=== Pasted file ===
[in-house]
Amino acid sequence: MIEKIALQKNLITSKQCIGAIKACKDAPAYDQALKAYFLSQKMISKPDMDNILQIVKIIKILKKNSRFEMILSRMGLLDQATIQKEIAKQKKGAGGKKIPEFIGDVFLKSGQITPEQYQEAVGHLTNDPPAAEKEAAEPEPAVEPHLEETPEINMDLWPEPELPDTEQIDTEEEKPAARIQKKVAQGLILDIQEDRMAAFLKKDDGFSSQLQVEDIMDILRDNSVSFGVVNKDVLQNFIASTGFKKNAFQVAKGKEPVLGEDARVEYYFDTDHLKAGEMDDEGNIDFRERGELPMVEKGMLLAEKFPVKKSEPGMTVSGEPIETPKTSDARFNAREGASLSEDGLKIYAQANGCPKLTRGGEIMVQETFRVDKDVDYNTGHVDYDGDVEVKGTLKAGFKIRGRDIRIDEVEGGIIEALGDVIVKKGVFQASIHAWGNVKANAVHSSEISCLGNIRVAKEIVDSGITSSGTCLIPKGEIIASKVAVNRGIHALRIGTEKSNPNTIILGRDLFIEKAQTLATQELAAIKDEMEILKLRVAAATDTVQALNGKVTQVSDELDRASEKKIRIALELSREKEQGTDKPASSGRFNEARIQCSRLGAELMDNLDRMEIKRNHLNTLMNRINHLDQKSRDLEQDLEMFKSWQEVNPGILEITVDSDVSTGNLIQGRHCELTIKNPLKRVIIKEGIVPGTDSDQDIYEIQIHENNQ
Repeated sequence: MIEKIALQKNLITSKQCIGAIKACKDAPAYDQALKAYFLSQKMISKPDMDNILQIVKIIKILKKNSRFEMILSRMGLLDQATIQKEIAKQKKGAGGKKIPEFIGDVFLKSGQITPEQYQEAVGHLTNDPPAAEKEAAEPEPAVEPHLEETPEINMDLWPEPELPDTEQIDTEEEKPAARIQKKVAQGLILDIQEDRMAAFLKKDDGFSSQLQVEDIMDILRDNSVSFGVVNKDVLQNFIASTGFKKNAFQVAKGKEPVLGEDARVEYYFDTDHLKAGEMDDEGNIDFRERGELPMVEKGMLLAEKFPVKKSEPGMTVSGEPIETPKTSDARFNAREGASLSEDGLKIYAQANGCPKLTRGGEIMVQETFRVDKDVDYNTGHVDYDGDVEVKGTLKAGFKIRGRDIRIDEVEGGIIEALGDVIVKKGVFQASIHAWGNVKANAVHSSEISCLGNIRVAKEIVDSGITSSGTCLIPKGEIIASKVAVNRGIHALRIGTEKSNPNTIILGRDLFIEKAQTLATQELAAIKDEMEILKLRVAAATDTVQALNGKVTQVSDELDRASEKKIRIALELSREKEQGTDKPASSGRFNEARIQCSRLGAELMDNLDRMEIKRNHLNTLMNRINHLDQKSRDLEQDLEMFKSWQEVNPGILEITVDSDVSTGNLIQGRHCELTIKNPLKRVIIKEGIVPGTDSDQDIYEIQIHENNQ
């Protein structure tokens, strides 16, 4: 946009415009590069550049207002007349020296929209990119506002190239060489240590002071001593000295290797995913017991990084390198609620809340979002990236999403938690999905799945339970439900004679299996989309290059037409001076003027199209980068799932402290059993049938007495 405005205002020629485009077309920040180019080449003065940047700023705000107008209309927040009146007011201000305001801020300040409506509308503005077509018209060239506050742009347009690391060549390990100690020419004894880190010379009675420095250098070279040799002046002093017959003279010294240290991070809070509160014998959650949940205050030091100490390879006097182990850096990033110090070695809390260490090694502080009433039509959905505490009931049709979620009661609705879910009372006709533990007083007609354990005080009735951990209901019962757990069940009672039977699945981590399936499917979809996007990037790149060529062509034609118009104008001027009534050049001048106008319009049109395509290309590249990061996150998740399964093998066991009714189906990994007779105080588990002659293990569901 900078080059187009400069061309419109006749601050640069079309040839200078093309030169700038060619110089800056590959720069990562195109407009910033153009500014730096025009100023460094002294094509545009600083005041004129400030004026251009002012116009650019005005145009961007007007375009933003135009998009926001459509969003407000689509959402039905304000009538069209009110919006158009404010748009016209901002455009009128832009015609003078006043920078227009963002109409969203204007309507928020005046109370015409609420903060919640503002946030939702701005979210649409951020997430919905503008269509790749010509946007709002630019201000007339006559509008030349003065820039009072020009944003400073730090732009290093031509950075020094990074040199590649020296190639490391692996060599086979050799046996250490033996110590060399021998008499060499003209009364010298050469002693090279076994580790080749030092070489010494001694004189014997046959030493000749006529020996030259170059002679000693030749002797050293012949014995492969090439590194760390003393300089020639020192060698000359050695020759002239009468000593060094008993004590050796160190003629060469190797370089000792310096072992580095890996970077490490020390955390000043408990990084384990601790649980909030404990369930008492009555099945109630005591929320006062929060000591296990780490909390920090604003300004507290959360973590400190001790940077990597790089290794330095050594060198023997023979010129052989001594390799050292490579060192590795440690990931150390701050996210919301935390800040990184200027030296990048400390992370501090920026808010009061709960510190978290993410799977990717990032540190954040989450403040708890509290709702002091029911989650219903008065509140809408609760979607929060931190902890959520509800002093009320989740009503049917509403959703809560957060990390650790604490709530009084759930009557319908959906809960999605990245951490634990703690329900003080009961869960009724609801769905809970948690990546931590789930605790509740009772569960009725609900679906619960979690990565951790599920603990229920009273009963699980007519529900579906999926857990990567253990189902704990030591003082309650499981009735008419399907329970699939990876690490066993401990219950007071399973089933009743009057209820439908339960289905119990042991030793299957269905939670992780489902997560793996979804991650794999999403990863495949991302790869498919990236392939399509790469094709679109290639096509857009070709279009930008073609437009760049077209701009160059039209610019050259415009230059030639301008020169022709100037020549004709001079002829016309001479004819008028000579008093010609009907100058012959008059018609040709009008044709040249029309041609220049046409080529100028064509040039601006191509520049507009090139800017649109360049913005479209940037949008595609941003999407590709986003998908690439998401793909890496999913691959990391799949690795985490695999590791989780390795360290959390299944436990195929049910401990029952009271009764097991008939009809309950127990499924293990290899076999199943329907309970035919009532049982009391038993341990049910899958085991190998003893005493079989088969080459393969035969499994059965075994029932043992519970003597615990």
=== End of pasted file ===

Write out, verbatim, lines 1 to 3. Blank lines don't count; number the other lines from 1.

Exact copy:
[in-house]
Amino acid sequence: MIEKIALQKNLITSKQCIGAIKACKDAPAYDQALKAYFLSQKMISKPDMDNILQIVKIIKILKKNSRFEMILSRMGLLDQATIQKEIAKQKKGAGGKKIPEFIGDVFLKSGQITPEQYQEAVGHLTNDPPAAEKEAAEPEPAVEPHLEETPEINMDLWPEPELPDTEQIDTEEEKPAARIQKKVAQGLILDIQEDRMAAFLKKDDGFSSQLQVEDIMDILRDNSVSFGVVNKDVLQNFIASTGFKKNAFQVAKGKEPVLGEDARVEYYFDTDHLKAGEMDDEGNIDFRERGELPMVEKGMLLAEKFPVKKSEPGMTVSGEPIETPKTSDARFNAREGASLSEDGLKIYAQANGCPKLTRGGEIMVQETFRVDKDVDYNTGHVDYDGDVEVKGTLKAGFKIRGRDIRIDEVEGGIIEALGDVIVKKGVFQASIHAWGNVKANAVHSSEISCLGNIRVAKEIVDSGITSSGTCLIPKGEIIASKVAVNRGIHALRIGTEKSNPNTIILGRDLFIEKAQTLATQELAAIKDEMEILKLRVAAATDTVQALNGKVTQVSDELDRASEKKIRIALELSREKEQGTDKPASSGRFNEARIQCSRLGAELMDNLDRMEIKRNHLNTLMNRINHLDQKSRDLEQDLEMFKSWQEVNPGILEITVDSDVSTGNLIQGRHCELTIKNPLKRVIIKEGIVPGTDSDQDIYEIQIHENNQ
Repeated sequence: MIEKIALQKNLITSKQCIGAIKACKDAPAYDQALKAYFLSQKMISKPDMDNILQIVKIIKILKKNSRFEMILSRMGLLDQATIQKEIAKQKKGAGGKKIPEFIGDVFLKSGQITPEQYQEAVGHLTNDPPAAEKEAAEPEPAVEPHLEETPEINMDLWPEPELPDTEQIDTEEEKPAARIQKKVAQGLILDIQEDRMAAFLKKDDGFSSQLQVEDIMDILRDNSVSFGVVNKDVLQNFIASTGFKKNAFQVAKGKEPVLGEDARVEYYFDTDHLKAGEMDDEGNIDFRERGELPMVEKGMLLAEKFPVKKSEPGMTVSGEPIETPKTSDARFNAREGASLSEDGLKIYAQANGCPKLTRGGEIMVQETFRVDKDVDYNTGHVDYDGDVEVKGTLKAGFKIRGRDIRIDEVEGGIIEALGDVIVKKGVFQASIHAWGNVKANAVHSSEISCLGNIRVAKEIVDSGITSSGTCLIPKGEIIASKVAVNRGIHALRIGTEKSNPNTIILGRDLFIEKAQTLATQELAAIKDEMEILKLRVAAATDTVQALNGKVTQVSDELDRASEKKIRIALELSREKEQGTDKPASSGRFNEARIQCSRLGAELMDNLDRMEIKRNHLNTLMNRINHLDQKSRDLEQDLEMFKSWQEVNPGILEITVDSDVSTGNLIQGRHCELTIKNPLKRVIIKEGIVPGTDSDQDIYEIQIHENNQ